All property owners have the responsibility, under local, state and federal laws, to maintain their property in a safe manner for guests or customers on their premises. When they fail to do so, accidents happen and innocent people get hurt. If a property owner could have prevented an accident through better safety measures, they can be held liable for your injuries.
In Michigan, premises liability claims are made for injuries sustained as the result of someone else’s negligence. Hidden hazards on property or extremely dangerous conditions that property owners negligently fail to remedy cause injury to thousands of innocent people every year.
Do you have a case?
Valid Premises Liability claims have traditionally been made dangerous and hazardous conditions that include:
- Standing puddles of water
- Uncleared snow
- Black ice (clear ice not noticeable on payment)
- Inadequate lighting
- Defective flooring
- Stairways and steps
- Hidden drop offs
- Concealed holes
This area of personal injury law in Michigan has undergone more change than the any other area of Premises Liability law. Unfortunately, the Michigan Supreme Court decisions in Michigan have placed restrictions on the ability of an injured party to bring a claim. Therefore, you should immediately consult with an attorney at Nunley Wheelock, P.C., who has experience in this constantly changing area of law. Our office is proud to always offer a free consultation to anyone who has suffered injury as the result of someone’s negligence.
Common Premises Liability Accidents:
Elements of a Michigan Premises Liability Claim:
In order to prevail in a claim based on a slip & fall, it is necessary to demonstrate damages; i.e. the person who fell was injured. There is no minimum injury required in premises liability matters.
Causation or Proximate Cause
The injured party must prove that the dangerous condition on the property directly caused the fall and resulting injury. This element is known as “causation” or “proximate cause”. For example, if someone may have failed to remove ice from their parking lot, but if the ice was not the cause of the fall, it is hard to demonstrate how the property owner did anything wrong. Likewise, if one is injured, it is important to be able to demonstrate that the injury came from the specific incident.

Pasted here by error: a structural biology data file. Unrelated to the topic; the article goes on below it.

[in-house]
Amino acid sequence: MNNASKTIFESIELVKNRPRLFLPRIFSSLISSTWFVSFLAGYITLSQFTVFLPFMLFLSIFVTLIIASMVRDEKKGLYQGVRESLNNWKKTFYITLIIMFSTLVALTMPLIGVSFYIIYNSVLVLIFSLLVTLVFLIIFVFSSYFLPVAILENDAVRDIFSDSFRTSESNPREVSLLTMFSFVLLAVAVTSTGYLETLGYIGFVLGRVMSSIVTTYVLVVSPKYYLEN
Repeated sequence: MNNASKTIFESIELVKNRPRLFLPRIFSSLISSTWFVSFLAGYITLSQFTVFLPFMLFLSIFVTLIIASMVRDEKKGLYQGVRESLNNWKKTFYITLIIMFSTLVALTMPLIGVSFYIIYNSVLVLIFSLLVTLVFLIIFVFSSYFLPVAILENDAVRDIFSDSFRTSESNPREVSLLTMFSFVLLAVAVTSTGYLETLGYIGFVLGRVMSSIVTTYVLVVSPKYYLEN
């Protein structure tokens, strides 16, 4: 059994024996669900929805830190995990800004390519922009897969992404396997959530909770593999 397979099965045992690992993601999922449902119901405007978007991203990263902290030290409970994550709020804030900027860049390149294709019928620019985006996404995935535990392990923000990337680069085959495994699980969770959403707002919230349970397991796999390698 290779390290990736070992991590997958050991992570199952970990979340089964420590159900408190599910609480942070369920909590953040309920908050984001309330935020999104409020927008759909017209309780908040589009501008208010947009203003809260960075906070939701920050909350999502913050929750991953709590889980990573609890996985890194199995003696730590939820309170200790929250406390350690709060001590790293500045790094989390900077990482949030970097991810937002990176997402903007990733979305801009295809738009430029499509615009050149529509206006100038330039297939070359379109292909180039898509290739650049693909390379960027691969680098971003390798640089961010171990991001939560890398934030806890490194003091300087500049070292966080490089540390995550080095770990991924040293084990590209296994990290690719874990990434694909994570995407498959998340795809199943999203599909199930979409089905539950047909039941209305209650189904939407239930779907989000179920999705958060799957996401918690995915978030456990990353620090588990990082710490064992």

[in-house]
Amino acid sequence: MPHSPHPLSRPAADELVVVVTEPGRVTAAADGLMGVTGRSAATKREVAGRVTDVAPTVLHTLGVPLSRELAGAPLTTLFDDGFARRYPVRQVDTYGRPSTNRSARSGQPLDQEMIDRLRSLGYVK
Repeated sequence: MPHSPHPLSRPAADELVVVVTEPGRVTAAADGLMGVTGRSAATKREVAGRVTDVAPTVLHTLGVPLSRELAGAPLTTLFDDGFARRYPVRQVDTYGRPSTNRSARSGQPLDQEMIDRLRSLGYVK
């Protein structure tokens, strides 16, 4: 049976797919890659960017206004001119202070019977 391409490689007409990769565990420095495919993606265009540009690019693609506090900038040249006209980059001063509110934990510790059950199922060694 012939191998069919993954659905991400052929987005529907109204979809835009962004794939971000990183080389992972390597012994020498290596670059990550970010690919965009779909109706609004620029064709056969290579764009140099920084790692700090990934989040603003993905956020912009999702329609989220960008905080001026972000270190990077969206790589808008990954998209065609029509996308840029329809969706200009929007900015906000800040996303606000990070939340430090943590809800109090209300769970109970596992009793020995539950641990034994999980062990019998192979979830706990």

In Michigan, proving negligence on the part of the property owner has become exceedingly difficult. Proving negligence in the context of a Premises Liability claim involves:
- Demonstrating that the property owner had or reasonably should have had knowledge of the dangerous conditions, and,
- The property owner had the ability and opportunity to correct the problem or warn of its existence, and,
- The Property owner negligently failed to do so.
This concept is known as “notice” or “constructive notice.” Furthermore, the property owner does not have to immediately fix a hazard. He or she has a reasonable amount of time to rectify a dangerous condition.
Rules concerning dangerous conditions are further complicated based upon distinctions made regarding the type of property where the fall occurred, and the reason for the accident victim’s presence on the property (i.e. licensee, invitee, or trespasser).
The Michigan Open and Obvious Doctrine
Even when the “notice” element of a claim is established, the property owner is not always responsible for a victim’s damages. Michigan property owners can assert a defense called “the open and obvious doctrine”.
While originally construed as a means to prevent recovery from a clearly obvious and avoidable hazard, this doctrine has been widened greatly by the Michigan Supreme Court in recent decisions.
PURPOSE ON PROPERTY
The purpose of the injured person’s presence on the property is important.
Generally, an “invitee” is an individual who visits a store with the intention of purchasing products available to the public. A business customer, called a business invitee, is owed a high duty of care. The owner of land must actively inspect the land for defects in a reasonable and periodic fashion in order to recognize the likelihood of the risk of harm. The business owner must take reasonably prompt steps to repair the defects and must warn of the existence of those defects.
A lesser duty is owed to a “licensee”. Generally, a licensee is someone who has limited authority or permission to enter onto the property such as a social guest, utility meter reader, mail delivery person, newspaper delivery person, fireman or policeman. The owner or possessor of land must inspect the land in a reasonable and periodic manner to detect obvious defects, and to repair them in a reasonably prompt manner and provide reasonable warnings of such defects until they are repaired.
A property owner owes limited duties of care to a trespasser. However, there are some obligations if the trespasser is a child, and the owner or possessor of land knows or reasonably should have known of the child’s presence. Additionally, the owner or possessor of land cannot set a trap for a trespasser.
Regardless of what category you believe applicable to your situation, you should consult with our office to make a proper determination.
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